‘…heat some of the Kunai materials…’.  Who in their right mind meddled with any of the artifacts of the Kunai?  The Ancients had left their ruins and debris scattered across the face of the world; occasionally, a discovered device revealed itself to be still energized.  Every nation on Ohon shared the stories of what happened then, tales of horror and mystery.  As far as Mankin was concerned, Tipal was either far braver than he was, or an incredible fool.  Based on their so-far brief acquaintance, Mankin leaned strongly toward the latter.

But Tipal was Gonatani’s magister, so in some way or another he labored at the consul’s command.  Gonatani’s interrogation of Mankin suddenly obtained a context.  What was Gonatani’s interest in the Kunai?  Mankin doubted it was simple intellectual curiosity.

Power.  People had tried to resurrect the technology of the Kunai before; the legends of the Ancients’ power and glory tempted many.  All such attempts had failed, horribly.  How did Gonatani think he would be able to succeed where others had not only failed, but been obliterated, or left raving, or transformed?  Mankin had no idea, but he was sure of one thing; Magister Tipal might be a fool, but Gonatani Samar was not.  He knows something…. 

A consul of the Okharian Empire looking to appropriate the power of the Kunai– Mankin shivered.  There could only be one reason– to win the war.  Perhaps win it in a manner that would leave Okhar master of the world.

And what are you going to do about it?  Mankin wasn’t even sure he could make it a day’s march in any direction.  He surely couldn ‘t assassinate Gonatani; besides, that left Masanata, and Kunatara , and Tipal, and who knew who else.  But his duty was clearly to frustrate the consul’s designs.

Play the fool yourself— or, at least, the innocent.  That seemed to be the only way ahead. Play along, find out what was afoot, find his opportunity.

Mankin just hoped the Unchanging would let him know when opportunity came knocking.



To be continued…..   






A few nitpicky thoughts about the new Star Trek

As anyone with any interest in Star Trek knows by now, a new series, Star Trek: Discovery, is in the works.  The premiere date has slipped, but it is supposed to debut sometime this year.  The premise is supposed to revolve around “an incident and an event in Star Trek history that’s been talked about but never been explored”.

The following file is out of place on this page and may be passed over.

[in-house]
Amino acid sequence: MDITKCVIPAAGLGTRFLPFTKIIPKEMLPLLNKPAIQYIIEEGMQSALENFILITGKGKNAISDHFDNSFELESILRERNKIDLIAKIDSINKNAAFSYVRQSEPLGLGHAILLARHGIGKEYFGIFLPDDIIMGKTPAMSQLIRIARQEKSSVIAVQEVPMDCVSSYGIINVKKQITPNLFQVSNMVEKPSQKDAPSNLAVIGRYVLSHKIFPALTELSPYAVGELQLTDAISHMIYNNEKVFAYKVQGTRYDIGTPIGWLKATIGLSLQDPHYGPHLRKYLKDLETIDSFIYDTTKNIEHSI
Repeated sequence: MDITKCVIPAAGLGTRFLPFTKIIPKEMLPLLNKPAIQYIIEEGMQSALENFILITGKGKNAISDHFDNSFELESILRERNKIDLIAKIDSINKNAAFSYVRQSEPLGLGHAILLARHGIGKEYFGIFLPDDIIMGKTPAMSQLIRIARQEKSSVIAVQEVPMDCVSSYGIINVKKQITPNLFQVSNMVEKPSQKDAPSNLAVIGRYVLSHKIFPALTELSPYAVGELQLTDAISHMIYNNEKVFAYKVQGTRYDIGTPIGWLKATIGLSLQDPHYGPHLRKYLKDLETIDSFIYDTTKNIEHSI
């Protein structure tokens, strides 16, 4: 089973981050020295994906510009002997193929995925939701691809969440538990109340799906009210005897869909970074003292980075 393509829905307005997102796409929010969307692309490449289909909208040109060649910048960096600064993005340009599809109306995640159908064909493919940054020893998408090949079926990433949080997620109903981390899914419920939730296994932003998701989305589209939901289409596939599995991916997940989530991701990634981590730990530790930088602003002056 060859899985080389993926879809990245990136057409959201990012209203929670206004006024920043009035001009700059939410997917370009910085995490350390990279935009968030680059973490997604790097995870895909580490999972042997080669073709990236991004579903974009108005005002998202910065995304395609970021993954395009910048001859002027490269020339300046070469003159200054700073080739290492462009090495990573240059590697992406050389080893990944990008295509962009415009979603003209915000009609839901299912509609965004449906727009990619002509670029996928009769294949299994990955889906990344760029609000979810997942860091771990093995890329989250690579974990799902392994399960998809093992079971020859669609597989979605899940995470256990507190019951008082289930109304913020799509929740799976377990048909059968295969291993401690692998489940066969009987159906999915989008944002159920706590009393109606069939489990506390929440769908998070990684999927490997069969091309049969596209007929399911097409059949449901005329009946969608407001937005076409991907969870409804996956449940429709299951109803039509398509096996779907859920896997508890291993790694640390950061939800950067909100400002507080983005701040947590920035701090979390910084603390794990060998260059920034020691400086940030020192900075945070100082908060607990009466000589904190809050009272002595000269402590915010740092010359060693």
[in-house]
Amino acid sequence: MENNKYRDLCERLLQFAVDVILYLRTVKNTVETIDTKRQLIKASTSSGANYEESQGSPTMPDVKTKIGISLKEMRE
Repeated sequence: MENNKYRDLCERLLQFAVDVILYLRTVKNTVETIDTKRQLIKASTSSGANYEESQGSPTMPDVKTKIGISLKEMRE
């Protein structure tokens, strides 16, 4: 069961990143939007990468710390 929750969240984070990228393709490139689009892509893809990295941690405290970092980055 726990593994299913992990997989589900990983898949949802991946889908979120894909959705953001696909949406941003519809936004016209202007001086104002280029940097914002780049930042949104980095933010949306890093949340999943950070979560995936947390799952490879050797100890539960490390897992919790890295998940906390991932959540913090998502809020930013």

Hmm.  Personally, I’m all mixed-up about this.  I basically think television is a barren wasteland without a Star Trek series being broadcast somewhere (I pretty much think the same thing about TV with regard to Firefly,   which should give you a clue about what I think of TV in general).  My first instinct is to welcome the new series with open arms.

The scars of my past viewing history hold me back, though.  Full disclosure: I am one of those Trek heretics who thinks that, the original series aside, the televised Star Trek universe reached its peak toward the end of Next Generation and through Deep Space Nine.  Next Gen actually got more dramatically effective in the later seasons, and Deep Space Nine was narratively vigorous straight through, although not all episodes were equal.  However, the last two Trek series, Star Trek: Voyager and Star Trek: Enterprise, were mere shadows of the series that had gone before, sometimes feeling as if they were just going through the motions, other times as if they were recycling ideas and themes from previous series that were already well-worn, and often not very well written.  For my money, Enterprise, especially, suffered from dwindling narrative power.  Voyager, for its part, was often just plain silly, on a Lost in Space level.

In the end, Star Trek became a safe, predictable series of morality tales with pat outcomes.  Critics said that the franchise was out of gas.  Personally I agreed with them.

However, the universe has now lain fallow on television for eleven years.  In that time, TV has evolved.  We are in the era of Mad Men, Breaking Bad, The Walking Dead, and Game of Thrones.  It is also the age of pretty damn good CGI that can do pretty much anything you need it to do.  Watching episodes of the previous Trek series nowadays, however good they may be in general, is an exercise in realizing what could have been.

So I have a few hopes for the new series.  I will be very interested in seeing if the show-runners have the guts to bring the franchise into the modern world.  In no particular order, here are my wishes, both the small and the great–

  1. Lose the stupid facial makeup that’s supposed denote different alien species.   It got positively silly toward the end of Voyager and Enterprise.  It’s a relic of the days when guys in rubber suits stomped around smashing model cities.  With CGI, we can have whatever alien species we want, without being tied to a humanoid form.  Spend a little money and show some creativity.
  2. For God’s sake, please don’t afflict us with another buxom female crew-member in a skin-tight uniform.  Aside from obvious titillation for fan-boys, there just no reason.
  3. Please, please, please, refrain from holodeck adventures.  These seemed to be a particular plague on Next Gen.  I tended to turn the TV off when they aired.
  4. I beg of you, hold off the sort of episode that I personally call a ‘mind-fuck’, where the story turns out to be a dream from an alien probe, or some rogue nanite, or some ancient artifact, blah, blah, blah.  Like number 3 above, I think that this kind of episode represents creative failure and/or laziness on the part of the writers.